“However low one may be,
It is in holding oneself in sway
That is imperative.”
Senior Acolyte Fukuyama sighed in appreciation. “But still,” he finally said, “I prefer a bit of humour. Kobayashi Issa:
Tub to Tub
The whole journey –
Reverend Kawaguchi smiled. “Yes. This poem is very fine.”
In that moment – sitting under the cypress, the breeze sweeping yellow pollen across the river’s pooled surface, the air laced with the priests’ poetic murmurs – a belief within me took hold with such force that I involuntarily shivered. I was just a boy, true, but in the hellish aftermath of my family’s destruction I was visited by a conviction that a clearing filled with Tranquil Light was waiting for me somewhere, and that one day I would find my way to this clearing, this safe haven patiently awaiting my arrival. (p.31-32)
Seido’s struggles in Brooklyn are more difficult. He has been sent to New York to open their New Temple, a kindness to his teacher that he cannot refuse. Seido craves only the peace of Japan, but temple politics will not permit it and his karma must be fulfilled.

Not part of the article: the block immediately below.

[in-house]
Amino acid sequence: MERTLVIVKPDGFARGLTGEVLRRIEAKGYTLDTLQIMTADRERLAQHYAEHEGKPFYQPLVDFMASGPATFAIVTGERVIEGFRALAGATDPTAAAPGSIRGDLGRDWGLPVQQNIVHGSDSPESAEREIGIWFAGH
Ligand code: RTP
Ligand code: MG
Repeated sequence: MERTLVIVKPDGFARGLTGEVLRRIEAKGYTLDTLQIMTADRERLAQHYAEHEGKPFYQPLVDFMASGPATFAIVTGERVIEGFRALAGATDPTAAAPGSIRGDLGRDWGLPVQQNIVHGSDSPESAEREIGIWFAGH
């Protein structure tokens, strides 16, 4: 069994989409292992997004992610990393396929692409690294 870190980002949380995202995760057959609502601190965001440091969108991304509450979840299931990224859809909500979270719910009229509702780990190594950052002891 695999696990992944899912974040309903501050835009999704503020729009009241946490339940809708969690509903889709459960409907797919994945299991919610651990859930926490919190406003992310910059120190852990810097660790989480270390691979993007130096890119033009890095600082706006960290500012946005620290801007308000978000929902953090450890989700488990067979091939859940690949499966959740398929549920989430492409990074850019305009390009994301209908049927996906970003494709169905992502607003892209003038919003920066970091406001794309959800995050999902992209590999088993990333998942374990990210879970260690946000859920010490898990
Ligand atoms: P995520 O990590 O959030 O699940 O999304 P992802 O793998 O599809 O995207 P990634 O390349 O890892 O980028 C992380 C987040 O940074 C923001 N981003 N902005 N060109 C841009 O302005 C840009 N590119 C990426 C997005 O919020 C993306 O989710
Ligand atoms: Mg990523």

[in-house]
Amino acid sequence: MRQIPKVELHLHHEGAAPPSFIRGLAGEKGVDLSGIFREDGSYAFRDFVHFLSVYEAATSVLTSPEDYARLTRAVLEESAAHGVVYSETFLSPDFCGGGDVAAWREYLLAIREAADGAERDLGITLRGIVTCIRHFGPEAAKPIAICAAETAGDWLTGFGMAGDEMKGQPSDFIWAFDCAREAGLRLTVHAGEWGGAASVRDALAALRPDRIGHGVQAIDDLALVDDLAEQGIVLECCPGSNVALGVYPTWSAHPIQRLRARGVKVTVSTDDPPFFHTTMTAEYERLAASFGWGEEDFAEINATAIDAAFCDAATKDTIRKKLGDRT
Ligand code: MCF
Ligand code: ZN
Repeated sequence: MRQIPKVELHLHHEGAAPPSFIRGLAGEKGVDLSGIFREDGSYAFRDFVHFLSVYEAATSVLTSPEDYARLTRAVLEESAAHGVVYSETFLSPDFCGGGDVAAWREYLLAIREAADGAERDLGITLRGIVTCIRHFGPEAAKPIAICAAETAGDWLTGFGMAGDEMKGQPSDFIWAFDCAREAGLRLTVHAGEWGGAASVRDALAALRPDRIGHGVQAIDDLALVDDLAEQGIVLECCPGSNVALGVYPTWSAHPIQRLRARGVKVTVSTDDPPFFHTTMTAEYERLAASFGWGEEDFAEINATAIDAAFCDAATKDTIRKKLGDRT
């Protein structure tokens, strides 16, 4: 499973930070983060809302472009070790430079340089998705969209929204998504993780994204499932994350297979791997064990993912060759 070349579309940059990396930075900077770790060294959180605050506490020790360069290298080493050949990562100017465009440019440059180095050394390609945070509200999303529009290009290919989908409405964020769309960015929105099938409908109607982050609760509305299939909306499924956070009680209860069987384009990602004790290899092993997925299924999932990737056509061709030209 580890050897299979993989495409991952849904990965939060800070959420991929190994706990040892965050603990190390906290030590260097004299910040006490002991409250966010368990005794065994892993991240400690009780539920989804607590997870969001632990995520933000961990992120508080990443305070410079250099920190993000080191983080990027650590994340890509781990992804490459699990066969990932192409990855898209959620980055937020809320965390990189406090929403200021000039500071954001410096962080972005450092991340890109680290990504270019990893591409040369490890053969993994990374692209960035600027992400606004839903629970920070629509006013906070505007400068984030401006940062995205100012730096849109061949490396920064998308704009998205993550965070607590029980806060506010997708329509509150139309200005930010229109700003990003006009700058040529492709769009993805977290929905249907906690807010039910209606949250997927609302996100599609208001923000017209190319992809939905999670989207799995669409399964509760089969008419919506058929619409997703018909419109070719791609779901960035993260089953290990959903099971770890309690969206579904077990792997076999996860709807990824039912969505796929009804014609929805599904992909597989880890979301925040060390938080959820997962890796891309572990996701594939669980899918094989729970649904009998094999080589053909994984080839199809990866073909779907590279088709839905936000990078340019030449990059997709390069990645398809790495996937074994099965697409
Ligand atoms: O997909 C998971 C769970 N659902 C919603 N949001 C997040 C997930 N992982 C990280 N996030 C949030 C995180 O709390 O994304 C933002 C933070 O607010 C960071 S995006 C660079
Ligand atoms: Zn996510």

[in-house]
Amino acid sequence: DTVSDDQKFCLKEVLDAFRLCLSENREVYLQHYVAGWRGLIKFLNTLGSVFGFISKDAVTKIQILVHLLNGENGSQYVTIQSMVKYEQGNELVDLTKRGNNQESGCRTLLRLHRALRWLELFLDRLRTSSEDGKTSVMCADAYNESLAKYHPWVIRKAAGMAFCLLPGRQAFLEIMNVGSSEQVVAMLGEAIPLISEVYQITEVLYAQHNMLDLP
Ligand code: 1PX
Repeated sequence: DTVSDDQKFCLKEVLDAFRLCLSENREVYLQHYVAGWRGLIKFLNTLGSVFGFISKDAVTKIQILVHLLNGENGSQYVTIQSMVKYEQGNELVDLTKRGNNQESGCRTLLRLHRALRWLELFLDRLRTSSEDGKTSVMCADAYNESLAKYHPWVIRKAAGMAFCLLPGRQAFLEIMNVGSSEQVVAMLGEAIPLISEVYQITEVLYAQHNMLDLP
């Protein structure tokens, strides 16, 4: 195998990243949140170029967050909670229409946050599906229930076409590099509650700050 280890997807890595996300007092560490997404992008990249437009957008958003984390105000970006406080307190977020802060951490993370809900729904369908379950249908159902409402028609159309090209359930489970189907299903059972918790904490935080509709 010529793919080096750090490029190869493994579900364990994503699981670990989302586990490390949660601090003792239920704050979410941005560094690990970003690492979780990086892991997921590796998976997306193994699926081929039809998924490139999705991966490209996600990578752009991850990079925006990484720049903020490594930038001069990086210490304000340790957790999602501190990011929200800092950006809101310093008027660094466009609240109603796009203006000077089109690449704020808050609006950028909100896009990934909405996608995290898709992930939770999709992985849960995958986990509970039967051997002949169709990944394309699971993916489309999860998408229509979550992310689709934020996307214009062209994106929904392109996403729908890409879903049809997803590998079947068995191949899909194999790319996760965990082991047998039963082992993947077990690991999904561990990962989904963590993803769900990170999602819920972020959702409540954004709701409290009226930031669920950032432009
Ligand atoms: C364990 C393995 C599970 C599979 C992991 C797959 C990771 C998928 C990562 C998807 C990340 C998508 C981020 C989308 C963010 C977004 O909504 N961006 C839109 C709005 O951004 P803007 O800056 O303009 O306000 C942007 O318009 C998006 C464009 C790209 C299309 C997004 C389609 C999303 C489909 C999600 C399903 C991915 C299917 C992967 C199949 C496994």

The children’s voices in Sant’ Andrea Park beckoned like birds in the forest around the Temple of Everlasting Prayer. An old man and woman rested on a park bench with their parcels, wheezing jokes as they watched the shoppers passing back and forth the intimate, earthy poetry of Brooklyn.
The tired woman finally dropped her white head on the shoulder of her husband’s peacoat. “Come on”, he said, squeezing her thigh. “Let’s get this stuff home. You’re tired.” It was good advice, and I decided to return home, too, in order to give thanks to the Buddha. But as I moved to leave the park, as I breathed in the air, the reality of where I stood finally hit me.
It was the Buddhaland. (p.262)